Estephania Puerta Featured in Artforum
July 01, 2023 03:45 PM

Jeanne Gerrity wrote on Estephania Puerta's exhibition Tragada at the gallery's Chinatown location for Artforum's summer 2023 critic's picks.


The range of idiosyncratic materials that comprise Estefania Puerta’s sculptures emphasize unexpected connections between linguistic expression, biomorphic forms, and antiquity. In the diptych Luz/Helena (all works 2023), aluminum leaf covers two raised spirals that mirror each other. Symmetry is omnipresent in nature (the shapes here resemble snails or seashells), but it is also venerated by many Indigenous cultures, such as the ancient Andeans. Puerta also incorporates a subtle nod to her birthplace—the mountains of Colombia—with volcanic rocks from El Nevado del Ruiz, which, along with mugwort, are nestled into a pair of insets and visible through stained glass. These natural elements carry spiritual and medicinal properties, respectively. Embedded here in reliquary-like containers, they are rendered precious, enigmatic.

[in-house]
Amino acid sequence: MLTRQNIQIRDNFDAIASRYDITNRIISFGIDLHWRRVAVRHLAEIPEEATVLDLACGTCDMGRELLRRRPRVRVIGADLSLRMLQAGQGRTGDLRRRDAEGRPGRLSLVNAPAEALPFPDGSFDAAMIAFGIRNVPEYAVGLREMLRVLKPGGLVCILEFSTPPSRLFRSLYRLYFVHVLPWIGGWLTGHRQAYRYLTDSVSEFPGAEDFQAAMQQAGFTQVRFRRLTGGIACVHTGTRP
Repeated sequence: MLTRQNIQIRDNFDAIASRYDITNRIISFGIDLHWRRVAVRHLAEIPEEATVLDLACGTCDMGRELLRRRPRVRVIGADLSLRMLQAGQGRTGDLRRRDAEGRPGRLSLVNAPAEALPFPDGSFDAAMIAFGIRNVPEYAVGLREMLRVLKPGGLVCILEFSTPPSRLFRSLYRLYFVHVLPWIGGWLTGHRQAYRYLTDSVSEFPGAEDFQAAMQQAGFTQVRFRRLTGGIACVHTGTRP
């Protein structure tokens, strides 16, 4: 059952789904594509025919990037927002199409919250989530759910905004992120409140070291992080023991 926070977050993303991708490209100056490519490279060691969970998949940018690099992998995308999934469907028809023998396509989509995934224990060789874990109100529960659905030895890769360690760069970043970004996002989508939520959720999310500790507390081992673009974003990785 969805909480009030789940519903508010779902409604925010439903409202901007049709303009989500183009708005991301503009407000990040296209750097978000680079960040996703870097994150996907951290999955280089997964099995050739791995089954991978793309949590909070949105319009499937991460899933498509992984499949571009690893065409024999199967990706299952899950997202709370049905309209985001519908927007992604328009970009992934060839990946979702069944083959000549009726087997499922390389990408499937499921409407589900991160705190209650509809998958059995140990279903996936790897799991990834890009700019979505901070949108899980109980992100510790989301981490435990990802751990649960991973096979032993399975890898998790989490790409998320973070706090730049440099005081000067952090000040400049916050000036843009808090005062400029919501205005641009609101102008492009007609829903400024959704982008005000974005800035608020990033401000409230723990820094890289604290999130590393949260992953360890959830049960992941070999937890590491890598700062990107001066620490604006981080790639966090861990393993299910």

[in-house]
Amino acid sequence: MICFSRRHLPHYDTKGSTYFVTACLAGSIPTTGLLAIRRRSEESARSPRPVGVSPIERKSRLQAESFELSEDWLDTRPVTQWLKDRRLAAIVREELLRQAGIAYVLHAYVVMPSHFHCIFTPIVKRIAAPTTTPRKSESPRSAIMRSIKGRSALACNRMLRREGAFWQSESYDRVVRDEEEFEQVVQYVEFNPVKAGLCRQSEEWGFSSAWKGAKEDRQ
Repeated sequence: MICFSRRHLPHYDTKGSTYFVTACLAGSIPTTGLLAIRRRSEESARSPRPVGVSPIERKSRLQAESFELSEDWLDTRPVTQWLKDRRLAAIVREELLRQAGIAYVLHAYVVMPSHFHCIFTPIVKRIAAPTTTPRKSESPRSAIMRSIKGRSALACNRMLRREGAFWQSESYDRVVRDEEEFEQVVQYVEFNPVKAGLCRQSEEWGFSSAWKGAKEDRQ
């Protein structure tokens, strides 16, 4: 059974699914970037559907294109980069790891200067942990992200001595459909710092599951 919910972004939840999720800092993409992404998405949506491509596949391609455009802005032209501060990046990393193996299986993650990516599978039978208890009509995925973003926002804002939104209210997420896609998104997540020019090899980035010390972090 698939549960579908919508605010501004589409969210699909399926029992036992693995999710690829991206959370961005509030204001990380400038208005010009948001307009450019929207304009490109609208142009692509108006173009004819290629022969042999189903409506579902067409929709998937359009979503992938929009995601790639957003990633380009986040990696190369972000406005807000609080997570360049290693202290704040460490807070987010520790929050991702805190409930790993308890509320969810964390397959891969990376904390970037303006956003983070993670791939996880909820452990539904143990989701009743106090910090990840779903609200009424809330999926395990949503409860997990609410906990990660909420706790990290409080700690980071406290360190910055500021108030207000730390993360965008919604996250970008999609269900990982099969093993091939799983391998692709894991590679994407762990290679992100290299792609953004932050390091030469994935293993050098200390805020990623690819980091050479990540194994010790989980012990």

Bodily references, particularly to female anatomy, show up in several works. In Soltera (Unmarried Woman), two foam teardrop shapes resemble ovaries, while quail eggs, plant matter, and locks of the artist’s hair are displayed in small capsules. Both clutching the object’s edges and winding throughout the composition are slender silver fingers with long black nails. Are they beckoning the viewer closer, or issuing a warning to keep one’s distance?

Like a thorn piercing through a tough skin that doesn’t know if it is open or broken wavers between looking like a welcoming embrace and a mutant Venus flytrap. Small photographs of the artist’s lips mid-speech are affixed to roughhewn slate- and periwinkle-colored appendages that reach out from the central armature. The images of Puerta’s frozen mouth convey both urgency and futility, which may speak to the artist’s challenges of being heard as a US immigrant and a woman but are ultimately ambiguous and multivocal. Physically compact yet conceptually expansive, this work, like the rest of the exhibition, is at once enthralling and uncanny.

— Jeanne Gerrity

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